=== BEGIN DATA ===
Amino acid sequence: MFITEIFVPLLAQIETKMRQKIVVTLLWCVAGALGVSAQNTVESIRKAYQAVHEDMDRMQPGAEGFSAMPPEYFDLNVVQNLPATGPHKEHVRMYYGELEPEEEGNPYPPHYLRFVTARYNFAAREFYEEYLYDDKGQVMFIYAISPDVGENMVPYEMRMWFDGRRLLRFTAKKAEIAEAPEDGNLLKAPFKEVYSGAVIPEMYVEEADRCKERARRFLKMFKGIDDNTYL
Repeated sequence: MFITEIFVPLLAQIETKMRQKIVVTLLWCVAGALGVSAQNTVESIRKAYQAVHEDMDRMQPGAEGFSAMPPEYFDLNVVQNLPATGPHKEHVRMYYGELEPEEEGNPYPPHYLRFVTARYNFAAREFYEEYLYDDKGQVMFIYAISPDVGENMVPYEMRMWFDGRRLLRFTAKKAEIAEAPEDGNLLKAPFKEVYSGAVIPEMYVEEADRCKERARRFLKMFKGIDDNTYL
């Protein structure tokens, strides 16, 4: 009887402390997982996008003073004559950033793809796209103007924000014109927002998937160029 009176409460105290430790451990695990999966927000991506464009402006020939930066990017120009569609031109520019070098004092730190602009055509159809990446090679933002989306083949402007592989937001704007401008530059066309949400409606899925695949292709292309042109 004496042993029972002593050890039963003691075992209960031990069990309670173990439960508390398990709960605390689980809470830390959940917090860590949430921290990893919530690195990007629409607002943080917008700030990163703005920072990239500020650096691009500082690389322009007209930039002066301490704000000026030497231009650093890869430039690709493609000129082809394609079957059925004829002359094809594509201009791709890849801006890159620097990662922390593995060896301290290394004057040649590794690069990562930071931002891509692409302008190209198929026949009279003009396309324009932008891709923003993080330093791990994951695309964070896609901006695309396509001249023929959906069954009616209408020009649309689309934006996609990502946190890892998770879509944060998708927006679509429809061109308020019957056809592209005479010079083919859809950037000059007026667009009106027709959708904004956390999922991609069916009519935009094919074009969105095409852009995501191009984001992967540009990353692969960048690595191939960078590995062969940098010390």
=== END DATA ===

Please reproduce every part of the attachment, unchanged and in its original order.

Amino acid sequence: MFITEIFVPLLAQIETKMRQKIVVTLLWCVAGALGVSAQNTVESIRKAYQAVHEDMDRMQPGAEGFSAMPPEYFDLNVVQNLPATGPHKEHVRMYYGELEPEEEGNPYPPHYLRFVTARYNFAAREFYEEYLYDDKGQVMFIYAISPDVGENMVPYEMRMWFDGRRLLRFTAKKAEIAEAPEDGNLLKAPFKEVYSGAVIPEMYVEEADRCKERARRFLKMFKGIDDNTYL
Repeated sequence: MFITEIFVPLLAQIETKMRQKIVVTLLWCVAGALGVSAQNTVESIRKAYQAVHEDMDRMQPGAEGFSAMPPEYFDLNVVQNLPATGPHKEHVRMYYGELEPEEEGNPYPPHYLRFVTARYNFAAREFYEEYLYDDKGQVMFIYAISPDVGENMVPYEMRMWFDGRRLLRFTAKKAEIAEAPEDGNLLKAPFKEVYSGAVIPEMYVEEADRCKERARRFLKMFKGIDDNTYL
């Protein structure tokens, strides 16, 4: 009887402390997982996008003073004559950033793809796209103007924000014109927002998937160029 009176409460105290430790451990695990999966927000991506464009402006020939930066990017120009569609031109520019070098004092730190602009055509159809990446090679933002989306083949402007592989937001704007401008530059066309949400409606899925695949292709292309042109 004496042993029972002593050890039963003691075992209960031990069990309670173990439960508390398990709960605390689980809470830390959940917090860590949430921290990893919530690195990007629409607002943080917008700030990163703005920072990239500020650096691009500082690389322009007209930039002066301490704000000026030497231009650093890869430039690709493609000129082809394609079957059925004829002359094809594509201009791709890849801006890159620097990662922390593995060896301290290394004057040649590794690069990562930071931002891509692409302008190209198929026949009279003009396309324009932008891709923003993080330093791990994951695309964070896609901006695309396509001249023929959906069954009616209408020009649309689309934006996609990502946190890892998770879509944060998708927006679509429809061109308020019957056809592209005479010079083919859809950037000059007026667009009106027709959708904004956390999922991609069916009519935009094919074009969105095409852009995501191009984001992967540009990353692969960048690595191939960078590995062969940098010390």